As soon as Edith could learn to speak enough English she begged for Alec to help get Yohana and Herman out of Germany. Two weeks before the war officially started for the UK, Alec wrote an affidavit and offered to sponsor Yohana and Herman in the UK and was able to bring them to London. Before Herman could make it through, he was interned on the Isle of White until it was verified that he wasn’t a Nazi spy.
First thing on his agenda when he made it to mainland England was to pick up Edith from a countryside camp where all the children had been evacuated to during the blitz. Since she was the only girl in a group of boys she’d been teased and picked on. She said they told her to go into the bakery and ask if there were any broken biscuits and then told them to “bloody-well mend them.” She got into a lot of trouble of that, but again, she didn’t know what she was saying. The other boys said in order for her to be accepted into their gang she would need to smoke a cigarette on top of a hay stack, which as you can imagine is pretty dangerous. Since Alec was already fighting for England in the war, Herman went to get Edith from the camps and brought her back to London until Allen was brought back at a later date.
Edith stayed with Millie, because Yohana and Herman lived in a small basement unit in South London where there was only enough room for the two of them. During the war, Yohana got a job in a factory wrapping copper wires to make batteries, and it’s unclear what Herman did. Back then, women finished school at 14 so my grandmother never really went to proper school. Towards the end of the war and after, she worked in Alec’s factory sewing dresses until she met my grandfather Maurice at a Maccabee singles Jewish event and got married soon after.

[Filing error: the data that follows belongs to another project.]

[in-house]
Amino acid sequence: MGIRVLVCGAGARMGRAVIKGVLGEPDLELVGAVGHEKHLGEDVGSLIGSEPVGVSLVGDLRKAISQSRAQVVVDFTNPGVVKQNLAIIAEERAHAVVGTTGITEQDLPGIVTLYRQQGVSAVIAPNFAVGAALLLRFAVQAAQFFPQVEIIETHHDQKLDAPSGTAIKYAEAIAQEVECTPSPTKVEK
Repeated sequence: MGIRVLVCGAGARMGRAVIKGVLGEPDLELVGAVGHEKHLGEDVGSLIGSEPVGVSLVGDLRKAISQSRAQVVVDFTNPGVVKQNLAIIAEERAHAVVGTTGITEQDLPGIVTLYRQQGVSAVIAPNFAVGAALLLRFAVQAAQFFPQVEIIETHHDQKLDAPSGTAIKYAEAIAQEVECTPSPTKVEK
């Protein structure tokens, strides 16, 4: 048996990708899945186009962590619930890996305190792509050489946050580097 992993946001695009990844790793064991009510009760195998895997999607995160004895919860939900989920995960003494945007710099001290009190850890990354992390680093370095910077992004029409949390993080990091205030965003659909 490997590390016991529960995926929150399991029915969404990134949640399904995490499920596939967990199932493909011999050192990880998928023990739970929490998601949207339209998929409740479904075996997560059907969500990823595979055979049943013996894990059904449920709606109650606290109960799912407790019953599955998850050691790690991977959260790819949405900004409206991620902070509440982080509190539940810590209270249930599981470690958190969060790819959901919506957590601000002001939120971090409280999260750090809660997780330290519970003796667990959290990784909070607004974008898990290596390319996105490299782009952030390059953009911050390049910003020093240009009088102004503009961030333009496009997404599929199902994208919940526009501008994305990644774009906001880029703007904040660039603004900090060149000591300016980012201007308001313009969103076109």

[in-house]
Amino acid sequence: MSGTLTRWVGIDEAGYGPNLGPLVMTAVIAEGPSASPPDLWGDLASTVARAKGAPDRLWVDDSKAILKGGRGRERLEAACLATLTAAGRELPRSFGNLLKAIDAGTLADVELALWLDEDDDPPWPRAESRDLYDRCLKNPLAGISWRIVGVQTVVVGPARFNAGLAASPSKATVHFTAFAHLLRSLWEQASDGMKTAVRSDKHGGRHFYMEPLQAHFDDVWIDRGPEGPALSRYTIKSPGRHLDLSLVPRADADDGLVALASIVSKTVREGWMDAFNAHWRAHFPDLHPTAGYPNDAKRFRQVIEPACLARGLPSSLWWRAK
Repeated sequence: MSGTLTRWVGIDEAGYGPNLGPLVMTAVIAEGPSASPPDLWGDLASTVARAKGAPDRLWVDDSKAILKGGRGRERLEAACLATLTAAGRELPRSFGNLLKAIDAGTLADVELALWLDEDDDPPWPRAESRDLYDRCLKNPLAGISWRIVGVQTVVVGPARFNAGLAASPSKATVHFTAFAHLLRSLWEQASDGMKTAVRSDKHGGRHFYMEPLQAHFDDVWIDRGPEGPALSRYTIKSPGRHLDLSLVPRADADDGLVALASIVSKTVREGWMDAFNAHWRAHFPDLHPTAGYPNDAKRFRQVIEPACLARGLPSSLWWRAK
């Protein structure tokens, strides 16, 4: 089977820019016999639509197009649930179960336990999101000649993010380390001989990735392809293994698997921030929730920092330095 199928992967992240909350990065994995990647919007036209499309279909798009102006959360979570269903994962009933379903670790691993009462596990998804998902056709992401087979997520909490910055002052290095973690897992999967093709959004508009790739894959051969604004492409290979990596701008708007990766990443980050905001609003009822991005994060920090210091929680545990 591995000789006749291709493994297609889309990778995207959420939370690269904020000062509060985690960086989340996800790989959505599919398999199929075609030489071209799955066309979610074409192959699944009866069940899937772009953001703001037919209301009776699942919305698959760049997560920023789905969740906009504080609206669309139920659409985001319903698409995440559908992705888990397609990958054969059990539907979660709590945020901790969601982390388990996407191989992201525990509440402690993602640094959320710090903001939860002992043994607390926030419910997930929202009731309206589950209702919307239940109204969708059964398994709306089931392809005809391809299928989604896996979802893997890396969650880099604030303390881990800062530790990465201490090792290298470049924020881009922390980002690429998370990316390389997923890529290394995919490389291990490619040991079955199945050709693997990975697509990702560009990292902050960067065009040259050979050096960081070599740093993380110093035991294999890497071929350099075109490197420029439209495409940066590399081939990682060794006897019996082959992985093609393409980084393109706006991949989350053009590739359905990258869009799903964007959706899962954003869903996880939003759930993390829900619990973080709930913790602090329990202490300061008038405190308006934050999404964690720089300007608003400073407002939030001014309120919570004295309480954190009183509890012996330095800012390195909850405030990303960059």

With the weight of that story on my shoulders, Jonathan and I met some friends of his from London School of Economics at the Holly Bush Pub in Hampstead and this is what we ate.
The Holly Bush Pub
First night in London and we went straight for the cliché British pub. Hampstead ended up being the most central of locations for the group we were meeting, and Jonathan saw that the Holly Bush had good reviews on Yelp.
He got a pint of London Pride, which he says he likes more than American beers because it’s less carbonated, and I got a Leffe, which was pretty close to an amber wheat beer.
We shared the seared duck breast with creamy polenta, grilled radicchio and braised fennel, and beef, ale and mushroom pie, mash, kale and gravy.
The quantity duck was amazing. I mean, that much duck meat in the US would have been $35 easily. Unfortunately, it doesn’t matter how much duck you serve your patrons if you don’t cook it right, and it tastes too gamey.
The beef pie on the other hand was delicious and I imagine any of the other pies they offered (squash, spinach & mushroom or fish pie with salmon, smoked haddock, and cod) would have been good too. The crust was flaky and moist and the substantial pieces of beef inside were soft and easy to chew.
And one of our friends (the one born and raised in Liverpool) ordered the bangers and mash, which were pork and leek sausages, mashed potatoes, onions and whole grain mustard. He ate them with sweet mustard though.
I tried to get the group to go to the Hamsptead Crepe cart for dessert crepes (the best crepe cart in the world), but it was late and our jetlag was starting to set in.